Tuesday, February 4, 2014


This is for a show and tell piece for a writing course provided by Brian Henry.  The assignment was to find something from home and write a short story about it that we would then read to the class to be critiqued.  The toy belongs to my son - everything else is complete fiction.  Enjoy.

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He raised the toy motorcycle up, bringing it to within six inches of his nose to inspect the fine details.  It still fascinated him and he could sit with it for long stretches of time. Except for the Suzuki® logo on the tank and the badging on the fairing, it was completely black.  It’s rubber tires spun, it’s handlebars and forks rotated and it included a spring mechanism that simulated the rear shock.  The mirrors and kickstand had gone missing but it remained otherwise pristine.  Not that he had ever played with it; it was meant for looking at only.

It had been a gift on his eighteenth birthday and had come wrapped in a small box with shiny green paper and a golden ribbon.  His friends and family had been seated around the long table at the restaurant where they had always gathered for special occasions.  He could still remember pulling back the paper and discovering it in the box, peeking through the form-fitted clear plastic.

He had been puzzled, unclear about receiving a toy from his father for this milestone birthday.  Was his father mocking him?  He had raised it for all to see and met his father’s scrutiny with a practiced smile and the requisite words of thanks.  A hazy image of the faces around the table remained in his mind, all etched with expressions that mirrored his own bewilderment.  Why would a young man who could now vote, buy his own cigarettes and shoot people on behalf of his country, receive this toy?  It was the face of his uncle that had remained most clear to him.  There was recognition mingled with fear and pleading.

His father had then stood and motioned for the group to follow him out of the restaurant.  The real gift was parked on the patio, which his father had paid to have vacated for the event.  It was the toy, writ large, dark and sleek with lines that spoke of speed and maneuverability.  It terrified him.

He circled the bike, taking it in, as his father looked on.  A helmet perched on a mirror and a leather jacket, complete with a wide assortment of buttons and zippers, was draped over the seat.  The friends and family gathered around him were a blur in his memory, undefined background filler on a canvas.  Not so his father and uncle.  Their images remained clearly defined in his recollection of the event.  His father’s face all arrogance and presumption, his uncle’s fear and resignation.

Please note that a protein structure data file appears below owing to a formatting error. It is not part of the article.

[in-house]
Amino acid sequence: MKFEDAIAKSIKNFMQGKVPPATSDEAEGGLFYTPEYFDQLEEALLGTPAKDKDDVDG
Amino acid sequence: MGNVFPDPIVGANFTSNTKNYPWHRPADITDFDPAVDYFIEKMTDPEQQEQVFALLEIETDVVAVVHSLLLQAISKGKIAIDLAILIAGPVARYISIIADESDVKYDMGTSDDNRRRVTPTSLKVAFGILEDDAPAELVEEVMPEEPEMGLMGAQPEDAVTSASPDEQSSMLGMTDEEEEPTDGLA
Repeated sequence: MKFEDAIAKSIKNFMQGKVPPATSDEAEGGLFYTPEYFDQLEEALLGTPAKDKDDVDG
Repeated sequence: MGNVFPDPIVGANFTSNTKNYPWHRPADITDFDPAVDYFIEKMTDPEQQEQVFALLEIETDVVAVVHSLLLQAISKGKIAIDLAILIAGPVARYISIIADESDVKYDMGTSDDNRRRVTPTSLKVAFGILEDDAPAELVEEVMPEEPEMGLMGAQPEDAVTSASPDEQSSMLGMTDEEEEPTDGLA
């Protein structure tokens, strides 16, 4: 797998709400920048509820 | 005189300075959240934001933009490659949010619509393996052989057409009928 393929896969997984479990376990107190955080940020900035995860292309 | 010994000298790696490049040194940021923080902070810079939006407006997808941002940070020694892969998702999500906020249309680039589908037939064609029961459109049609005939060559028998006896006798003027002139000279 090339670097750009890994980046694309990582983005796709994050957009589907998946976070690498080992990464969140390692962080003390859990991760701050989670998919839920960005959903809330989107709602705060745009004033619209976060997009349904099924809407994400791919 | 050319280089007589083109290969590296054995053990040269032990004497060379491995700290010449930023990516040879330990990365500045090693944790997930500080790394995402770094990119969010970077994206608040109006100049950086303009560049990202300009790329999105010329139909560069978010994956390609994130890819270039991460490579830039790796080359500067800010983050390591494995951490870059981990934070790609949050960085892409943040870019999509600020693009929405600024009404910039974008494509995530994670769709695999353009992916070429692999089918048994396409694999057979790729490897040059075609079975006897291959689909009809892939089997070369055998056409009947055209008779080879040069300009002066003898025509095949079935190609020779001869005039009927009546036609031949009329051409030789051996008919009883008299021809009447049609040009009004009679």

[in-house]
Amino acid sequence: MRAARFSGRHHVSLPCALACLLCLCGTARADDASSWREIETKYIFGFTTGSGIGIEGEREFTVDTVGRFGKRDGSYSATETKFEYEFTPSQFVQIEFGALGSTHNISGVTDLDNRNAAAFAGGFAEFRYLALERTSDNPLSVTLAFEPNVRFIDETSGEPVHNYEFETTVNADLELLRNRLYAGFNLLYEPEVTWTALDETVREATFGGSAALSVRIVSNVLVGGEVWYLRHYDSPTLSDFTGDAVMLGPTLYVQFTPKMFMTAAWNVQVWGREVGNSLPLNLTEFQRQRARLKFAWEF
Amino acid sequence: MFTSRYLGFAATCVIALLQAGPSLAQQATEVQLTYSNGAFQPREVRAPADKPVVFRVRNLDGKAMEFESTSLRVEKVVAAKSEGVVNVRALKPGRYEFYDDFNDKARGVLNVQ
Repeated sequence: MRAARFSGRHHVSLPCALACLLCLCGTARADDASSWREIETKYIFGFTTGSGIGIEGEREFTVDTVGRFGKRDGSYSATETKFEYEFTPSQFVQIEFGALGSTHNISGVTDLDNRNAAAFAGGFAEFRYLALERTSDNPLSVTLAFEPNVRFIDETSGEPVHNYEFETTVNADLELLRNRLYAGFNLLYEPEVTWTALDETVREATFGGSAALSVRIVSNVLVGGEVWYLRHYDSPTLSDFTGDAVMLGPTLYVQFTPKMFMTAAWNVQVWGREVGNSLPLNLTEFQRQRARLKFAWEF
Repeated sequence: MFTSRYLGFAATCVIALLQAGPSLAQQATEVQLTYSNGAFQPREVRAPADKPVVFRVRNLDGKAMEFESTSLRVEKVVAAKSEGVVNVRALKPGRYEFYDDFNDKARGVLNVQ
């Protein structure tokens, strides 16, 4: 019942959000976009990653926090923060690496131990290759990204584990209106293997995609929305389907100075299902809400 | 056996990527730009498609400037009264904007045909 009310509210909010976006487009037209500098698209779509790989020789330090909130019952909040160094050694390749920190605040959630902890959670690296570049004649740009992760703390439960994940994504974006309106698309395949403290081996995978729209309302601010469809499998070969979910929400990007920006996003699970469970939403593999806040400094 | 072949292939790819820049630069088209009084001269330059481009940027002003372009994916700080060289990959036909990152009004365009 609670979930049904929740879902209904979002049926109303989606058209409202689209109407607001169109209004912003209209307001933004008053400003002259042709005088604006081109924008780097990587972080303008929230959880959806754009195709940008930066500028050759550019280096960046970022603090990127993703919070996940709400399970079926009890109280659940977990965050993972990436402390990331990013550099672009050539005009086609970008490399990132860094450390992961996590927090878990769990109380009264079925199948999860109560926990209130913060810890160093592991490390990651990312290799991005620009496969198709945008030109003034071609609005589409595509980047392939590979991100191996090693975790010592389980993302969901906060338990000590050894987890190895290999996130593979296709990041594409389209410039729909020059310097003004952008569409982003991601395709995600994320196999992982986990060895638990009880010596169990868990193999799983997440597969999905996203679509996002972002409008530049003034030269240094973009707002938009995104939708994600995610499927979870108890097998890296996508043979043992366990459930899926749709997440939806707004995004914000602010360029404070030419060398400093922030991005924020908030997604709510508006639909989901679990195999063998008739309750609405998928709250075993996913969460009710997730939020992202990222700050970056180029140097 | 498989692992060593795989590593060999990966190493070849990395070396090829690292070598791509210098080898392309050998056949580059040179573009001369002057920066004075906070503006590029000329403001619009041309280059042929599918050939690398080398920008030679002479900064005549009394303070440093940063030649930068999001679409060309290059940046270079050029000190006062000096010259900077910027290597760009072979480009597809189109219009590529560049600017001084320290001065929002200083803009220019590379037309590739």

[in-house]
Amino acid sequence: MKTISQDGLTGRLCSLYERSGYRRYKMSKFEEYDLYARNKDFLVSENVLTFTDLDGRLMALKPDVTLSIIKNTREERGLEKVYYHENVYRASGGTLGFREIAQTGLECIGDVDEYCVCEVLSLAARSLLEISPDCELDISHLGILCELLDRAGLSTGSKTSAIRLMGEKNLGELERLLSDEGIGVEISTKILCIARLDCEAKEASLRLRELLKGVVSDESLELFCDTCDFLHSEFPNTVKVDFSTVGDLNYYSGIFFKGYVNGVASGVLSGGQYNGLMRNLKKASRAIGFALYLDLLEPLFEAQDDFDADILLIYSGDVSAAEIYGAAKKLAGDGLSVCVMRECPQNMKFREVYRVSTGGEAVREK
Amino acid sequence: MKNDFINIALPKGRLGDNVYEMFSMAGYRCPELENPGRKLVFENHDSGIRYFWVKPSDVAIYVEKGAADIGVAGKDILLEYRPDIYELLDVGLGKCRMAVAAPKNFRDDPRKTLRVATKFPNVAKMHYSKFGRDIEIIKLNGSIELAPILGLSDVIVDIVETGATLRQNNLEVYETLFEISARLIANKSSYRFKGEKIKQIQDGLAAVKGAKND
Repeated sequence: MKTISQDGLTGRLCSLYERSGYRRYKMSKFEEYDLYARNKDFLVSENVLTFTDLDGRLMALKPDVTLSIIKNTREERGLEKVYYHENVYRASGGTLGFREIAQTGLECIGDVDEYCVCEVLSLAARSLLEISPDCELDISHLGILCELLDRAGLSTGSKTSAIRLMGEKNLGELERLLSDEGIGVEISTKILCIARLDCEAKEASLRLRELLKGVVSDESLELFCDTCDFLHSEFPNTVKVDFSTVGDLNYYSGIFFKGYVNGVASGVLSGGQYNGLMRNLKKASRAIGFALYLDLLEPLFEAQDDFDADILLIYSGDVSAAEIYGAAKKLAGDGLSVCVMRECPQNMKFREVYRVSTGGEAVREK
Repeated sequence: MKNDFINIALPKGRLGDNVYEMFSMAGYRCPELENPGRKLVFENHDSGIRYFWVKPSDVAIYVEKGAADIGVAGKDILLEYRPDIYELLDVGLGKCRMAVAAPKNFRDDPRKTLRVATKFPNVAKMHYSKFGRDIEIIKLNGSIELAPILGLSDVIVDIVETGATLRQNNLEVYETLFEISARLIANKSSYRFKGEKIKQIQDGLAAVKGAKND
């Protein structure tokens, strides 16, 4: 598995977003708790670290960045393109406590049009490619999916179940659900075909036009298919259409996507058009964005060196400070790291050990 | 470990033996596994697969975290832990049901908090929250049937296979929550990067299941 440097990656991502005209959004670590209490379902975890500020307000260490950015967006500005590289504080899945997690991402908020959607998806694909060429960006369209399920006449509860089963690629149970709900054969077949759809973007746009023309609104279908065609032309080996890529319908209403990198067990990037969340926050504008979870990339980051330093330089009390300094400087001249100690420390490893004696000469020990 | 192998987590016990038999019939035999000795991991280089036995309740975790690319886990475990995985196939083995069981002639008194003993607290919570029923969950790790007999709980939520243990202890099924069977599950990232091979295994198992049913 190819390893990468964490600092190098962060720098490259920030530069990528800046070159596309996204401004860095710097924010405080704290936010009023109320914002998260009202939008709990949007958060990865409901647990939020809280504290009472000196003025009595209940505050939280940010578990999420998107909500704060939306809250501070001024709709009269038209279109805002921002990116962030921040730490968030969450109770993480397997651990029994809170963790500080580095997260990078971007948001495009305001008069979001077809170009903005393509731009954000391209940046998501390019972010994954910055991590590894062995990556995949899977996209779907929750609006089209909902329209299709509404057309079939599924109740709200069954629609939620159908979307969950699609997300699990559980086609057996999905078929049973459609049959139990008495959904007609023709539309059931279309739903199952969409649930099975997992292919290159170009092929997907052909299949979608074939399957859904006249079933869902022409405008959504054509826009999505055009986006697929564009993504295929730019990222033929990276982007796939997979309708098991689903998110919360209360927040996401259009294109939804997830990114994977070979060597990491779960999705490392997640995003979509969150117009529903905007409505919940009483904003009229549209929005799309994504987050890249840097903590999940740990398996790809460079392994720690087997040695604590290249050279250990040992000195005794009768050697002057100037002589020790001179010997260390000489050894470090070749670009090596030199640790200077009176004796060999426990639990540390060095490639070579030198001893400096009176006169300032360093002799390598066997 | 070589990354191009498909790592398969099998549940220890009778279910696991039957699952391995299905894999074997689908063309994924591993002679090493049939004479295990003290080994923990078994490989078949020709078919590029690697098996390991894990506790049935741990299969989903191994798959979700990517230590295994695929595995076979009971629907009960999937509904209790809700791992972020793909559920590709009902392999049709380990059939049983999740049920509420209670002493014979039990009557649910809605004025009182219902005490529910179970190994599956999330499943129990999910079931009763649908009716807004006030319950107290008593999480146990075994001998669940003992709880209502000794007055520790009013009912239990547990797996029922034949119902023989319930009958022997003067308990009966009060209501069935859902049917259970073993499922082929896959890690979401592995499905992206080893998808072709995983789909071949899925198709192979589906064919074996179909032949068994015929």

It had taken him a long time to begin to understand what he had seen in their expressions.  In the years since there had been opportunities, both verbal and unspoken, to discern and reflect upon their meaning.  His one regret was that he hadn’t been more assertive, hadn’t stood up for himself, hadn’t trusted the message in his uncle’s countenance.

The truth was that his father was an egomaniacal tyrant whose own self-image was dependent on controlling those around him.  The effect was that his father remained rigid, unyielding, and unwavering in his expectations.  Anything less than complete success was unacceptable and accompanied by shame.  He knew now that his uncle had suffered quietly his entire life with that, never challenging his older brother.  That night had been his uncle’s muted attempt to aid his nephew.

He had been anxious, terrified actually, but also conditioned to please his father, to achieve, to be fearless.  The only response he had ever known was obedience; accomplish the task his father had set and the man’s gaze would soon turn to something else.  And so on this night, after a short pause, he had slid into the jacket and mounted the bike to the delighted whoops of the guests.  As he secured the helmet his uncle met him with a fixed stare.  He saw a look in the man’s eyes that he himself felt but didn’t betray with his outer demeanor.  It was sadness, fear, defeat and inevitability.  But more than any of that, his uncle’s expression bared the man’s weakness.  He lowered the darkened visor and the motorcycle screamed to life.
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The memory complete, his thoughts returned to the present moment, the motorcycle still in his hand.  He wheeled his chair around the sofa and replaced the toy on the table.

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